I applied for and accepted a job with a company I knew had IVF coverage and Matt found a new opportunity in the NJ Union. We felt like we were on our way! The next 90 day waiting period for benefits to kick in felt like a lifetime. I was going to be 35 in about 6 months and facing what they call a ‘geriatric pregnancy’ at that point. Yes, GERIATRIC. Once my benefits kicked in, I got to work! About a month of research and we had located a doctor and set up our first appointment. We felt excited and anxious, but most of all we felt hopeful. Moving forward with excitement.
Our first doctor’s appointment is mostly a blur. I remember both of us taking off work for the afternoon appointment and spending less time than I thought we would with the doctor. She was harsh with a Russian accent and came into the appointment dripping in diamonds. After spending maybe 10 minutes with us, mostly with my legs in stirrups, the doctor left the room and we sat there with a handful of prescriptions and more questions than answers.
Our next step was to attend a night class in order to start the IVF process, so we could learn how to properly do the injections. A week later, we attended class with one other couple and the teacher talked us through a typical cycle – how to/where to inject. Again, we walked away with more questions than answers. There were more red flags than I would like to admit, but we pushed ahead.
Before I could start the medications, I had to find a specialist pharmacy to fill the prescriptions along with start my birth control. A little under $7,000 later we were ready to go. I would be lying if I said I clearly remember our IVF journey; most of it is a blur, with good reason. I do, however, remember for 10 days straight Matt and I would wake up at 5:00 a.m. to get to the office before 6:00 a.m. and we would race. Physically RACE couples up the stairs to get our name on the first come first serve list.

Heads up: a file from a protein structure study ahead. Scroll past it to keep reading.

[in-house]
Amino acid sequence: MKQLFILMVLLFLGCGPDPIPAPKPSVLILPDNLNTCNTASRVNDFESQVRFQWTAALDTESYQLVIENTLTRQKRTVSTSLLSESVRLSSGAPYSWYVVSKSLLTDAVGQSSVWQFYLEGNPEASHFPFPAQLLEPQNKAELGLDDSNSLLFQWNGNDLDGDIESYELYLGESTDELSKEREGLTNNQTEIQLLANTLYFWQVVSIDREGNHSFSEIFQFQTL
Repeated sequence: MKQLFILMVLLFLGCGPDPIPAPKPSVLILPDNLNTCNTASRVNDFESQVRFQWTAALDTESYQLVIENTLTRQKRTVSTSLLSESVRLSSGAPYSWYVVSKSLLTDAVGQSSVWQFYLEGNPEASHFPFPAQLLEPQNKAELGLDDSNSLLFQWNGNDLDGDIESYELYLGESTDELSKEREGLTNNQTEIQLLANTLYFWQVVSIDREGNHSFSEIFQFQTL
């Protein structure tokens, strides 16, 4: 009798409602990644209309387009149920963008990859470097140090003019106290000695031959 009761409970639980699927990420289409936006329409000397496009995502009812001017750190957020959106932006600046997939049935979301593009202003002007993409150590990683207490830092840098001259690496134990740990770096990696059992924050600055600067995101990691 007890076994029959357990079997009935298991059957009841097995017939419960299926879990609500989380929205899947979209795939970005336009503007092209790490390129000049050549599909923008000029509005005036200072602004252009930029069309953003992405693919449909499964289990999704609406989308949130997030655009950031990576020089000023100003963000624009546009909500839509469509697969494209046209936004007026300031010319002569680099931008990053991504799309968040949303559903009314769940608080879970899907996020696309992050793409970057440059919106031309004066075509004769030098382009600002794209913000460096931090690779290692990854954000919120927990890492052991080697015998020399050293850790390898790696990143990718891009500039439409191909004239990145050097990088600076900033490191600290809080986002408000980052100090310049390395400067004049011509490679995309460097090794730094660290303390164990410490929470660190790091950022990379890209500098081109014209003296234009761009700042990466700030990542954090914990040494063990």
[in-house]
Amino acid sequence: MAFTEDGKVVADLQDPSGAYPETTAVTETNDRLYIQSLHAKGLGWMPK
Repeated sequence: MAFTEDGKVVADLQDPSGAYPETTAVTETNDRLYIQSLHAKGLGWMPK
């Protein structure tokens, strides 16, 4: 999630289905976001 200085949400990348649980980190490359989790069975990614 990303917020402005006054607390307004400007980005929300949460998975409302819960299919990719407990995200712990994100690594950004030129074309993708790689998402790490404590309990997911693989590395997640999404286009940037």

I worked in NYC at this time and Matt worked 30 minutes from home. We could not take any time off during this and were EXHAUSTED! Our appointments were quick each morning, once we made it in. I would get an internal ultrasound to measure the follicles and blood work. Finally, on the 10th day they scheduled me for my ‘trigger shot’ and my egg retrieval. My stomach was swollen, bruised, and hurt to the touch. Painfully hopeful.
Egg retrieval day was here, and I was significantly anxious that morning. Matt drove me to the surgical center that was in the office and they prepped me and had us wait in the pre-op room until the anesthesiologist could speak with us. I just did not feel right, but I figured the 10 days of hormone injections were probably making me a little off. When the anesthesiologist came in, I made sure to tell him recently I had gotten very nauseous and dizzy when waking up from anesthesia, and he assured me he would give me the anti-nausea medication right before I woke up. He had me sign a waiver, put in my IV, and gave me something to relax.
A few minutes later, I walked myself into the surgical room. I remember being weirded out by the room. It had a very large gynecologist chair in the middle, surrounded by high-powered lights and a sterile smell. The last thing I remember is getting into the chair and putting my feet in the stirrups. When I woke up from anesthesia, a strong wave of nausea and panic took over my entire body. I started to sweat and looked over at Matt to tell him I did not feel good and was going to pass out. The last thing I heard was Matt scream, ‘Nurse, NURSE!’
I woke up with the anesthesiologist and three nurses surrounding me, and Matt peeking through at the foot of the bed. I had another Grand Mal seizure and unfortunately, Matt had to witness this one. They sent us home and told me to relax and the doctor would be in touch to let us know how the embryos were progressing. Feeling defeated but pushing forward.
The next couple of days were torturous. I would anxiously wait for a call on how the embryos were developing, and with each conversation we would lose more and more. I was told so many times this was common, and we would be okay. Due to our ages, we were told we would have to get genetic testing that was an additional charge of $5,000. We agreed. By the end of the maturity cycle, we were left with three embryos, and they were sent off to be tested. More anxiety as we waited for the results. I will never forget where I was when I got the call for the test results.
My boss was away on a business trip, and I told the doctor to hold me while I ran into his office from our showroom to have a private conversation. She asked me to sit down. I know enough to know when someone tells you to sit down you are not about to receive good news, but I sat. The doctor explained to me all three of the embryos were non-viable, meaning chromosomally they were off and would have either resulted in a child with Down syndrome or a miscarriage. I BROKE DOWN.